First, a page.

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CHAT: University Advice (was Re: A bit of advice)

From:Thomas R. Wier <artabanos@...>
Date:Friday, September 8, 2000, 7:42
<Tom gets on soapbox for LONG speech>

Robert Hailman wrote:

> Several months ago, if you had asked me what I wanted to take, I would > have told you either Electrical Engineering or Computer Sciences of some > sort. I've gotten advice either way on the field of Electrical > Engineering, and I haven't heard too much bad about Computer Sciences.
Computer science is obviously a big field, and a growing one. There's a lot of room both for making money and for theoretical work. One of my best friends is currently thinking about doing research on finite automata (he's absolutely brilliant: he got a 1600 on the SAT twice -- the second time just to see if he could do it -- and got his first B in a class just last semester for the first time since, I think, fourth grade, and he's my age, 21).
> Now, in terms of interest in the three right now, Linguistics would be > #1, Comp. Sci. #2, and Elec. Eng #3. This could all change, of course. > > In terms of difficulty getting accepted, Linguistics is probably the > easiest. The U of T website
I'm assuming this means University of Texas (not University of Tennessee, nor University of Toronto). About these others I can't say much, but much of the following will apply in very general terms.
> says that the minimum average required for a > linguistics major is always above 70%. Not too hard. Also, the only OAC > (grade 13) course I specifically need in English, but I need 6 in Total.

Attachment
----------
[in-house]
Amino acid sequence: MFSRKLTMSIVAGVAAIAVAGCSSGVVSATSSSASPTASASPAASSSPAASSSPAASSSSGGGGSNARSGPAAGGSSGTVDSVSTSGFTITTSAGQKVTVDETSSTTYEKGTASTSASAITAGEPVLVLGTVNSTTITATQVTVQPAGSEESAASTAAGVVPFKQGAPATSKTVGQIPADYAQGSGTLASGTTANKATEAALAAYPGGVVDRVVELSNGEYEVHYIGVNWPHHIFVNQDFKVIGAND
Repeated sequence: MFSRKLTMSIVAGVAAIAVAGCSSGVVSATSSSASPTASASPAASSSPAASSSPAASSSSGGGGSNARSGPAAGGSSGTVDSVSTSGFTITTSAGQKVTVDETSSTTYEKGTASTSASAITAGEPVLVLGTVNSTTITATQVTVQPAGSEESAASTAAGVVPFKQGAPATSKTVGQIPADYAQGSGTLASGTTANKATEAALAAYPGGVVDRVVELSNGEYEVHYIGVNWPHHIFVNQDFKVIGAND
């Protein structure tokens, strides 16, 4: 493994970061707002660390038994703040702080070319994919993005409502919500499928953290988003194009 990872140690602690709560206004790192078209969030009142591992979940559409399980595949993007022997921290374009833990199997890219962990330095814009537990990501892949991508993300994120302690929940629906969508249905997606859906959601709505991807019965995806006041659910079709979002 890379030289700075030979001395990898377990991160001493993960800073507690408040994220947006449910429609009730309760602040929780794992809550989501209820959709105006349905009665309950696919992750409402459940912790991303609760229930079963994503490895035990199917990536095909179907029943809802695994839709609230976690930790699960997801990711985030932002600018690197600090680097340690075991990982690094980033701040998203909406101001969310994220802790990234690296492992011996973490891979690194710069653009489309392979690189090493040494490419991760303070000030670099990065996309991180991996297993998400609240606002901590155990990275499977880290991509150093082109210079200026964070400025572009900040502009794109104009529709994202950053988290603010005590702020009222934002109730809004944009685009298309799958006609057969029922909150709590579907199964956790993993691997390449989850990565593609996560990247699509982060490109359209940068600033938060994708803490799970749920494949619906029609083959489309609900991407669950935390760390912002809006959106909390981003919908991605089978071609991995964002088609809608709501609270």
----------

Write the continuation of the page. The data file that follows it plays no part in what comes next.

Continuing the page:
UT Linguistics is very competitive. My professor, Robert King, told me once that we're supposed to have the 3rd best undergrad program in linguistics in the country, although he didn't say what year that was, nor how it was evaluated. But I can say from personal experience that all the professors here in linguistics are great: they're all very friendly and open, yet also know their stuff *very* well. If you come, the first semester you want to take LIN 306, the introductory course, from Dr. King, whose student ratings are very high (about a 4.5 on a scale of 1 to 5, where 5 is excellent, averaged from five categories). But UT is competitive all around, too. The school has a massive endowment -- I can't remember how much exactly (supposedly, around 8 billion dollars), but it's second only to Harvard, I think. This means the school has a lot of money to spend on programs and scholarships. We've recently been going on this massive spending binge, with a new biochemistry and computer science building and lots of new dormitories. Housing can be something of a problem -- the number of students hovers annually around 50 thousand students, which in any event means that most people, including a good many freshmen, must live off-campus. That is not necessarily a bad thing, since the campus is situated right in the middle of downtown Austin, within sight of the state Capitol, with lots of housing very close by if perhaps pricey. In terms of admissions, it can be tough for out-of-staters to get in because the State Legislature and Governor Bush recently required that the top ten percent of every highschool class gets automatic admittance to the UT system (not necessarily UT Austin) as a way of circumventing the affirmative action rules that the Federal courts struck down two years ago. This means that the few spots left for out-of-staters are increasingly competitive and expensive: for me, it costs about 3000-4000 dollars per year for tuition; for people from out of state (including of course Canada), that figure can go up to 12 or 15 thousand a year. This is still fairly inexpensive by national standards: when I was searching for colleges, the University of Virginia charged about 26,000 dollars a year for out-of-staters. I know that the Federal government offers many grants (e.g. Pell Grants) and loans, both subsidized and unsubsidized (e.g. Stafford Loans), especially for the needy; I do not know, however, if this available to people from out of the country. You should check up on that if you are looking for colleges in the US. The Federal government can be pretty stingy, especially with wide-spread demand for fiscal restraint.